A mile down in an abandoned gold mine in South Dakota, physicists in a state-of-the-art scientific laboratory are searching for elusive "dark matter" particles, which make up most of the mass in our universe.
So far, no one has ever seen dark matter directly. You can't see it, touch it, smell it, throw a net over it, or tag it in the ways particle physicists deal with ordinary particles. We only know it by its gravitational effects on galaxies.
On Wednesday, team members from LUX -- for Large Underground Xenon experiment -- announced the first results from their operation in the Sanford Underground Research Facility, deep in the former Homestake Mine in Lead, South Dakota, where for three months they have been taking a fast elevator 4,850 feet down a mine shaft to work in their lab.
Previous dark matter experiments suggested we were very close to the first direct detection. They predicted that with just slightly more sensitive detectors, like those in the LUX experiment, scientists would have definite evidence.
Now LUX has shown those predictions were wrong. Were they correct, more than 1,600 particles should have been seen in the LUX data -- about one particle an hour. No such signals were seen. What the experiment succeeded in doing was ruling out earlier weak detections, showing they were not the real deal.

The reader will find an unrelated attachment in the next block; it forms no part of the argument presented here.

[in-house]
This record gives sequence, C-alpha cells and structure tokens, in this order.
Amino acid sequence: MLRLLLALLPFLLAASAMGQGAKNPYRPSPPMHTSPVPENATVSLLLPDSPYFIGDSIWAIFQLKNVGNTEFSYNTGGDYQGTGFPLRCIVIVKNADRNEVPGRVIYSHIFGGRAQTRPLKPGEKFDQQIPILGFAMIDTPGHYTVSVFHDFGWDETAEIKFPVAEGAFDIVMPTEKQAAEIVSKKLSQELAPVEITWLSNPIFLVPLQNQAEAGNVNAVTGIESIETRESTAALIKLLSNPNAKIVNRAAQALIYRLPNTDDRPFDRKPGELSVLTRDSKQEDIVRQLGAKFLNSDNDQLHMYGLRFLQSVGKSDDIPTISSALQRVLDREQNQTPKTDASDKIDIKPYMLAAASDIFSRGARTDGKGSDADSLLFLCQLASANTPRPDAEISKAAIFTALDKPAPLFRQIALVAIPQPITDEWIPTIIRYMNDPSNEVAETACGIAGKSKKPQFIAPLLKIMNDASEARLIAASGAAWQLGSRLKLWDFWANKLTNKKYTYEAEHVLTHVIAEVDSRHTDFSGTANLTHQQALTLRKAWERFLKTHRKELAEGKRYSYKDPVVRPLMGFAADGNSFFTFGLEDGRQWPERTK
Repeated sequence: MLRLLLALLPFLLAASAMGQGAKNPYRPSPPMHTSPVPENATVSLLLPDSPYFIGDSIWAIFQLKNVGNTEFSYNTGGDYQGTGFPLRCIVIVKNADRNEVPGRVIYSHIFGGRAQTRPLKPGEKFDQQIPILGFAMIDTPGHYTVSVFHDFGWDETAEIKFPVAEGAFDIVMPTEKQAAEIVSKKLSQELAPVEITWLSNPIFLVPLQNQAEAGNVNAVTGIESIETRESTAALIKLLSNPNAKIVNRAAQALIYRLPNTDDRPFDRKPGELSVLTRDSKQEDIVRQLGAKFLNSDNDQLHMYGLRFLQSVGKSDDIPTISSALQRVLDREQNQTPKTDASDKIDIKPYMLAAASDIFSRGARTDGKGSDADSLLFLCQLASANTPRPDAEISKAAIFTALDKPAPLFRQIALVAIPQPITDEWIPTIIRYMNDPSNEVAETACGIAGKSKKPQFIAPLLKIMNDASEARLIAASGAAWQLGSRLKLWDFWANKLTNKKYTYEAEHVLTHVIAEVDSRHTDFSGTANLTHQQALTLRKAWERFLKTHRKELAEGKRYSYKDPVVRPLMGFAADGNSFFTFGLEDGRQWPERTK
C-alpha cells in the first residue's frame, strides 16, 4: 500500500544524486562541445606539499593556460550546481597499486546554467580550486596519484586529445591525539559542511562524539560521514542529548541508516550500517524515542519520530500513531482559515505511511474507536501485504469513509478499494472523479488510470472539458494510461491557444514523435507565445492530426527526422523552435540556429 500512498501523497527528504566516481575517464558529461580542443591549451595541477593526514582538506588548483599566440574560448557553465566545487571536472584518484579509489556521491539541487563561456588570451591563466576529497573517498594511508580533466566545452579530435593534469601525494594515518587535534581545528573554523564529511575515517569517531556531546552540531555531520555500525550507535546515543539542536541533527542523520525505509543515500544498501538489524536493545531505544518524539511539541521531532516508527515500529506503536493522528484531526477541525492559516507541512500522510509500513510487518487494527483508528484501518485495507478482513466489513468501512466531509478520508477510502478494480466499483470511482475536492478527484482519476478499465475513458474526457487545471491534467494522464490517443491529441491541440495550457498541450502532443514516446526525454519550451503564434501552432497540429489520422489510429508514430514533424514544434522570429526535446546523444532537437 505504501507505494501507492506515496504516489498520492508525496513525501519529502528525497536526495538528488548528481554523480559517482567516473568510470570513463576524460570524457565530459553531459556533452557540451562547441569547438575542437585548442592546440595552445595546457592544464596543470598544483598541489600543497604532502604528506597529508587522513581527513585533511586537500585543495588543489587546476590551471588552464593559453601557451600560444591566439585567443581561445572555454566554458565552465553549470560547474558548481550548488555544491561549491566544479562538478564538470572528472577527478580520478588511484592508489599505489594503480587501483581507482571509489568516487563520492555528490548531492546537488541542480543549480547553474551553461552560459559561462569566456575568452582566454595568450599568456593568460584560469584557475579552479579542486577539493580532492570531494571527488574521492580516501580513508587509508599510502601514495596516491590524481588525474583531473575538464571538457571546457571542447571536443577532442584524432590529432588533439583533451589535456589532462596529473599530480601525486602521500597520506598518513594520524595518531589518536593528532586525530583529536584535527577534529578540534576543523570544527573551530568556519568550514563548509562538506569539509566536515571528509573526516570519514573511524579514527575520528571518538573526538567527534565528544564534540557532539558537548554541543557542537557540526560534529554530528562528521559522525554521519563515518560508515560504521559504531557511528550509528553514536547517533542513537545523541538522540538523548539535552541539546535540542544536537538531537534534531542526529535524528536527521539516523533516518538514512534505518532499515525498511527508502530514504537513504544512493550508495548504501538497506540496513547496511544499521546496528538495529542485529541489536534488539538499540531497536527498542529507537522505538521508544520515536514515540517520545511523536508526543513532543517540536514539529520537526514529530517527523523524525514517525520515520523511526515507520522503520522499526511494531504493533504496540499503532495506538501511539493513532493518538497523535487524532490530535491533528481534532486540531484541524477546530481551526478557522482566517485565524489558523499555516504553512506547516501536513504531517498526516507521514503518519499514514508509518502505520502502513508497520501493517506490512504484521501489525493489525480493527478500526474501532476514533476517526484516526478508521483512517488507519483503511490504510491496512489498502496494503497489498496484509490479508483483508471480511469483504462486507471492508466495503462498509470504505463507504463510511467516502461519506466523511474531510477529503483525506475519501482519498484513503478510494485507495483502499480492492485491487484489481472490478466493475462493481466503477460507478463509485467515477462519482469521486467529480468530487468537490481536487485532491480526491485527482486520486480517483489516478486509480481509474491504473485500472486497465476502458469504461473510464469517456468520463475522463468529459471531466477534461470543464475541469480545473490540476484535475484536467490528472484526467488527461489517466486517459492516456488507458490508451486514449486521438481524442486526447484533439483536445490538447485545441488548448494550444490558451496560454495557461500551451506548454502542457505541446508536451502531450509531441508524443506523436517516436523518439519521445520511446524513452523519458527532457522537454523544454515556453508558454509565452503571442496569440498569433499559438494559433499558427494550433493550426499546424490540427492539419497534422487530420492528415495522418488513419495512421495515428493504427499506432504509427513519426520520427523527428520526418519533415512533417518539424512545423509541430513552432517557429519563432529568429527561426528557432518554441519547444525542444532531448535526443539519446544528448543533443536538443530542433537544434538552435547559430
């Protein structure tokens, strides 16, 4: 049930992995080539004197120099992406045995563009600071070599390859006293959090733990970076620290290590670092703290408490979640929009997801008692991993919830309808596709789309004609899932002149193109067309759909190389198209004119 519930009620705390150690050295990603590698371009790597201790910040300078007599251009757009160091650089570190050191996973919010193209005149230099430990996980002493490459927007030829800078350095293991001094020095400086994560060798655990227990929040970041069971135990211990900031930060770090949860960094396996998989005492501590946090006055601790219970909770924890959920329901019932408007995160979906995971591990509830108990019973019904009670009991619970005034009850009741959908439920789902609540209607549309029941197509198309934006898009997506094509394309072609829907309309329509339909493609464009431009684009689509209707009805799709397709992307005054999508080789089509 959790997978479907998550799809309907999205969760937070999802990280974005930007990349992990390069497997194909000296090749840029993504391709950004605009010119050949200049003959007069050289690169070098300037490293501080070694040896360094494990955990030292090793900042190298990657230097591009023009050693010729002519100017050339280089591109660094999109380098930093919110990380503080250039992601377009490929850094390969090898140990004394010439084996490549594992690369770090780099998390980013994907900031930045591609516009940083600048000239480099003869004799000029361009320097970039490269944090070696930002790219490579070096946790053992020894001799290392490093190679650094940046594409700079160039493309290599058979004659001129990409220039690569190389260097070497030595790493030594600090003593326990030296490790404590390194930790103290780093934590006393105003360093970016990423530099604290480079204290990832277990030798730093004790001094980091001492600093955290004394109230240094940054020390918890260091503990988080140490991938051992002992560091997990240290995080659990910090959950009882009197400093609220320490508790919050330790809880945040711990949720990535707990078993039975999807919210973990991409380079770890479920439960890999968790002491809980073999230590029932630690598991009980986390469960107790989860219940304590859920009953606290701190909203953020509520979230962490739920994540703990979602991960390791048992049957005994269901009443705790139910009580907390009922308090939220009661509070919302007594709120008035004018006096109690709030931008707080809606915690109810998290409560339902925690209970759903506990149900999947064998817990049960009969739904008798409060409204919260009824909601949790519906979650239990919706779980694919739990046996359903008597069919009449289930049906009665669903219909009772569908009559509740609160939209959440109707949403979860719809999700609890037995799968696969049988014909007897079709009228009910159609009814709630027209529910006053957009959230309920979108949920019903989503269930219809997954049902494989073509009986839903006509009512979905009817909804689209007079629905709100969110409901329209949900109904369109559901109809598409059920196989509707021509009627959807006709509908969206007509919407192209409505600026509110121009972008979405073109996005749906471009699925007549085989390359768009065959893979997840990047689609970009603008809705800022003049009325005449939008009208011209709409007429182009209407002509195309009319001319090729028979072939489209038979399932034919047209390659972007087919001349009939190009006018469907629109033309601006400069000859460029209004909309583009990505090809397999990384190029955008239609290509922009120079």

Weak detections can be real or just a random fluctuation. Taking a photograph of something faint and far away might, in the shortest exposure, suggest a hint of something -- maybe the shape of an alien spaceship or the Loch Ness monster. But in better exposures that collect more light or have sharper resolution, those hints should turn into obvious images -- unless it was just a fluctuation, that is, in which case it would not become clearer no matter how long the exposure.
If you can't see it, how did scientists find evidence of dark matter? One clear sign appeared in astronomical images taken in the 1980s, with photographic plates and new more sensitive detectors, that showed a really odd phenomenon: strange, long arcs of faint blue light behind groups of redder, rounder galaxies. At first, the arcs were dismissed as anomalies. They were like the Bigfoot of the sky: too odd to explain based on current knowledge, but not clear enough to claim a new species.
As detectors improved even more and telescopes got bigger, more arcs were seen, typically behind clusters of galaxies. That meant an arc had to be the stretched image of a background galaxy -- stretched by the gravity of the foreground cluster.
Albert Einstein predicted this phenomenon, called "gravitational lensing." According to his theory, gravity bends light much as the lenses in my glasses bend incoming light rays. An image of a very distant galaxy would be undistorted and true if no other galaxies were along the path between it and the Earth. But when light passes near or through a large mass -- like a cluster of galaxies, which can weigh as much as 1,000 times our Milky Way galaxy -- it bends because of the gravitational force of the cluster. The more massive the cluster, the more the light path curves.